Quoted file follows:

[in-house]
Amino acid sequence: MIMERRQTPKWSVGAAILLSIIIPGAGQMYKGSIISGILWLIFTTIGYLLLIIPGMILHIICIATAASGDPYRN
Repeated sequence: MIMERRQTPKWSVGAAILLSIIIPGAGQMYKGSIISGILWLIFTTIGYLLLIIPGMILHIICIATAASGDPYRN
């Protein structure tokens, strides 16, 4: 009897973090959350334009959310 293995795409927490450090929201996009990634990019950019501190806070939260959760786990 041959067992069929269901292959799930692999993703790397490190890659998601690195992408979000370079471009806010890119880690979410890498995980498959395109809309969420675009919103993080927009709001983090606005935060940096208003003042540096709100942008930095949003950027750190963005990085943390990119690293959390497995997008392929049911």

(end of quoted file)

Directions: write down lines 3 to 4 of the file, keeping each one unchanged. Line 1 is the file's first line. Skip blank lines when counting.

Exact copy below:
Repeated sequence: MIMERRQTPKWSVGAAILLSIIIPGAGQMYKGSIISGILWLIFTTIGYLLLIIPGMILHIICIATAASGDPYRN
């Protein structure tokens, strides 16, 4: 009897973090959350334009959310 293995795409927490450090929201996009990634990019950019501190806070939260959760786990 041959067992069929269901292959799930692999993703790397490190890659998601690195992408979000370079471009806010890119880690979410890498995980498959395109809309969420675009919103993080927009709001983090606005935060940096208003003042540096709100942008930095949003950027750190963005990085943390990119690293959390497995997008392929049911």